HomeEuropeUK Inflation back up at 11.1 percent, reaching a 40-year high

UK Inflation back up at 11.1 percent, reaching a 40-year high

U.K. consumer price inflation rose by 11.1 percent in the 12 months to October, reaching its highest point in 40 years, according to data released Wednesday by the Office for National Statistics (ONS).

Inflation went up from, 10.1 percent in September, after dropping to single-digit numbers in August.

“Rising gas and electricity prices drove headline inflation … despite the Energy Price Guarantee,” said Grant Fitzner, the ONS chief economist, in a statement. Rising food prices also contributed to the upward trend. Sinking prices for transport (principally motor fuels and second-hand car prices) made the largest downward contribution to the change in the rates.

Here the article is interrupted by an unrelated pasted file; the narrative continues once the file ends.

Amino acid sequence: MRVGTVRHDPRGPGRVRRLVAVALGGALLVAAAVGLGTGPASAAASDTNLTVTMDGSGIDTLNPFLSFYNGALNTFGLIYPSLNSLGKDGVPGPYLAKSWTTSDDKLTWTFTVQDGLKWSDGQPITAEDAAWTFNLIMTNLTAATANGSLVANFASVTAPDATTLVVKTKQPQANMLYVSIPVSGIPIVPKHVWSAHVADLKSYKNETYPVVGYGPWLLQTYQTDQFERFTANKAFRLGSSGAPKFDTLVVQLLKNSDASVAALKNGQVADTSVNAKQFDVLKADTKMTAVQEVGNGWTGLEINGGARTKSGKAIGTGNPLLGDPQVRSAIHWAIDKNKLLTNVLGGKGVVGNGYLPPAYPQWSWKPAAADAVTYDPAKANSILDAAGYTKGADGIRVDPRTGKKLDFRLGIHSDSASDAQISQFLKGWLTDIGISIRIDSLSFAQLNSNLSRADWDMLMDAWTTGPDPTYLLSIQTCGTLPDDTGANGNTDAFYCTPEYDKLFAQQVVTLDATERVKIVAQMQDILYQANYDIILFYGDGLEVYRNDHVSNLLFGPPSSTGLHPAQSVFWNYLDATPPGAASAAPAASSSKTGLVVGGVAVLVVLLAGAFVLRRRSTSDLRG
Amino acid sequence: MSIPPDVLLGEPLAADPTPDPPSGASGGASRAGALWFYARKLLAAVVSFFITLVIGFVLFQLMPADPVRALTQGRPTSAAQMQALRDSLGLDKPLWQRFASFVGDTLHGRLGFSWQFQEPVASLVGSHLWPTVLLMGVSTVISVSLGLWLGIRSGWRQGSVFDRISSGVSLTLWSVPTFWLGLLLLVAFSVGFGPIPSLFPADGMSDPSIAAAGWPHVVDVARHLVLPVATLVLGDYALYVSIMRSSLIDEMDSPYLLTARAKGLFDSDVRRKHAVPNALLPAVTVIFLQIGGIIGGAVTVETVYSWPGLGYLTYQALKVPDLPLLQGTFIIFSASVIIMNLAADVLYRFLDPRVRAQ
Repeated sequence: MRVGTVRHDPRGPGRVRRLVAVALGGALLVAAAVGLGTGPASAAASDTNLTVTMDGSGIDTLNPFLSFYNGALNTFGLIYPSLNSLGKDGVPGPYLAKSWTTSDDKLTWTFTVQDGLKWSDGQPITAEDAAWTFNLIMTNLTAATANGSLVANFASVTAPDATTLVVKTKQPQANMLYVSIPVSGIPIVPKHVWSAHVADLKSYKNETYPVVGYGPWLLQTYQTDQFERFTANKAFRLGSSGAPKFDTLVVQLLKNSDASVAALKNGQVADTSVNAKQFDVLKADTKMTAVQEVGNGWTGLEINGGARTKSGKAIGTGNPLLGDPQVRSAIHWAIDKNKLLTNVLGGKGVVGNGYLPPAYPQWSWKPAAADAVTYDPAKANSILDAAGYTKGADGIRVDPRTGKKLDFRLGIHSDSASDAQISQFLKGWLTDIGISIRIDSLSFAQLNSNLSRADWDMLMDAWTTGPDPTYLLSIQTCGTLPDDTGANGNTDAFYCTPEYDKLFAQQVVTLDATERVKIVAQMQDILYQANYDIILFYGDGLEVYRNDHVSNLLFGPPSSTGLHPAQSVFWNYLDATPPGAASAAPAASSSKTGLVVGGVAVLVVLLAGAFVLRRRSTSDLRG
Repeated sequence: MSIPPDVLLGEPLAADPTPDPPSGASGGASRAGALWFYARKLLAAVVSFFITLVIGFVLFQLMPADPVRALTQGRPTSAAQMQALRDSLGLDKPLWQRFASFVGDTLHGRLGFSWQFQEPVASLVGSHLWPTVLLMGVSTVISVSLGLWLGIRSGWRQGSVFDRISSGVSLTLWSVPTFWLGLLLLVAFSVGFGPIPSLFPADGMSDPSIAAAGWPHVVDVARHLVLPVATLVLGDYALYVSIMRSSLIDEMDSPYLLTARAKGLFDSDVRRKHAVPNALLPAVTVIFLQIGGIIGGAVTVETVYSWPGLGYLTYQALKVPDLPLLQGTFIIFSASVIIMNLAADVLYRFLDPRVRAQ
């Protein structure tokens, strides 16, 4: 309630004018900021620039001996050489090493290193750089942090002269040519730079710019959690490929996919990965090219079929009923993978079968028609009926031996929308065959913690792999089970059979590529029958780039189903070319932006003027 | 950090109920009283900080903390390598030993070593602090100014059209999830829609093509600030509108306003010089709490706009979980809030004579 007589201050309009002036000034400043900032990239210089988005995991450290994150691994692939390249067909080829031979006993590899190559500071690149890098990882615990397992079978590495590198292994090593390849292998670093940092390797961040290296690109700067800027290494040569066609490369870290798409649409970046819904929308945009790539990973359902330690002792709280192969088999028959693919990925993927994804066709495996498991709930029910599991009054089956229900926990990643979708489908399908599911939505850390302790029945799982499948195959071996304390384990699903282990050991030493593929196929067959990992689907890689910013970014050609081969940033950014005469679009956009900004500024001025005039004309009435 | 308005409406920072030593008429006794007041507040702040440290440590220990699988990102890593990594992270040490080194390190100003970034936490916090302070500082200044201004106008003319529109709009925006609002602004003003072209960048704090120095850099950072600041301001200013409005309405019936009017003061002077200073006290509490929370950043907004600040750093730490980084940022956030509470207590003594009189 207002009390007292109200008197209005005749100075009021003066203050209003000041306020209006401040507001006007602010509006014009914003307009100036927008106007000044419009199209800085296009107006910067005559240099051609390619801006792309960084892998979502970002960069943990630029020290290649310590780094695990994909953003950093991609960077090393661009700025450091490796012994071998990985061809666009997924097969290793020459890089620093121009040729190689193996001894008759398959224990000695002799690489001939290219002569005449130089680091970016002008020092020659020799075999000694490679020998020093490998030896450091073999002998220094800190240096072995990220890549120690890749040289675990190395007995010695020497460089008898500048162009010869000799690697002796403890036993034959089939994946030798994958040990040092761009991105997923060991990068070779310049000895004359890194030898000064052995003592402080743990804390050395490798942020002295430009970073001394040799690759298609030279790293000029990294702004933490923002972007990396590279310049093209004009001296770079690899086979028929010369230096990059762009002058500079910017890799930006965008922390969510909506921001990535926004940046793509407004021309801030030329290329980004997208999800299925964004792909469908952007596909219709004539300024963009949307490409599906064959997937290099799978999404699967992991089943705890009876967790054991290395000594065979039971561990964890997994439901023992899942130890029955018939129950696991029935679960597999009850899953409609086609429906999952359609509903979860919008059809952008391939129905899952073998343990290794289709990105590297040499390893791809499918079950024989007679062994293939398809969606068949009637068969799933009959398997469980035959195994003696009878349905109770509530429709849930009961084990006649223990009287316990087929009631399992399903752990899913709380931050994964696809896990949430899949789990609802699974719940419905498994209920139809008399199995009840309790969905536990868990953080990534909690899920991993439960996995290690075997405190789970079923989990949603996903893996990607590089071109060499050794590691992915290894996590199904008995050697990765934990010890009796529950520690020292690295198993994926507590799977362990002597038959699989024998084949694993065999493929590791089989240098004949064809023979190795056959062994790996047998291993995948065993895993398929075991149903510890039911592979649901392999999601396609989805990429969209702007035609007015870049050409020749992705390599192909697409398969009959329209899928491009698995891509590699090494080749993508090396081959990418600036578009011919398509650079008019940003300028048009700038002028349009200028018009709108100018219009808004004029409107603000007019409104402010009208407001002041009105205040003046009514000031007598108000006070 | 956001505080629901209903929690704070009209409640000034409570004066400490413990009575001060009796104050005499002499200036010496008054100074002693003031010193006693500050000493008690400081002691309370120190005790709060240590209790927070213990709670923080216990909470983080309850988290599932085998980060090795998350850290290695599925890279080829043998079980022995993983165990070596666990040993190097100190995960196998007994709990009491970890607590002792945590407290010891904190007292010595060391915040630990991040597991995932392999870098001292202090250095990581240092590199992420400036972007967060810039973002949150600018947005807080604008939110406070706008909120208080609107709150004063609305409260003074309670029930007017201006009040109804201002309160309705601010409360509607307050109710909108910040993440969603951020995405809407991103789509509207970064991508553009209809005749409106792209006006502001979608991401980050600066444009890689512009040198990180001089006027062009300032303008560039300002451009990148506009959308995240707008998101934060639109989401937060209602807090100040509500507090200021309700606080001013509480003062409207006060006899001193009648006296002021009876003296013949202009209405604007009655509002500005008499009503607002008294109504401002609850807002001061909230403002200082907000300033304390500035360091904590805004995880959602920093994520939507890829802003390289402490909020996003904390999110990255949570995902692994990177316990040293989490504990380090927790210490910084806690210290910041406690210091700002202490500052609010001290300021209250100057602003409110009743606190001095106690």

The ONS said the Consumer Price Index, including owner occupiers’ housing costs, rose by 9.6 percent in the 12 months to October, up from 8.8 percent in September.

Inflation has been spiking across Europe and the U.S., in large part as a result of Russia’s war on Ukraine.

The Bank of England projects inflation to accelerate to 13 percent in the final quarter this year and remain at very elevated levels throughout much of 2023 before falling to the 2 percent target in 2024.

Chancellor Jeremy Hunt said: “It is our duty to help the Bank of England in their mission to return inflation to target by acting responsibly with the nation’s finances. That requires some tough but necessary decisions on tax and spending to help balance the books.”

Hunt is set to announce more tax and spending cuts in his so-called Autumn statement on Thursday, reversing most of the policies of his predecessor Kwasi Kwarteng.

“We feel the potent impact of low growth & high inflation so harshly in Britain because 12 years of Tory economic failure have left us exposed,” Shadow Chancellor Rachel Reeves said in a tweet.



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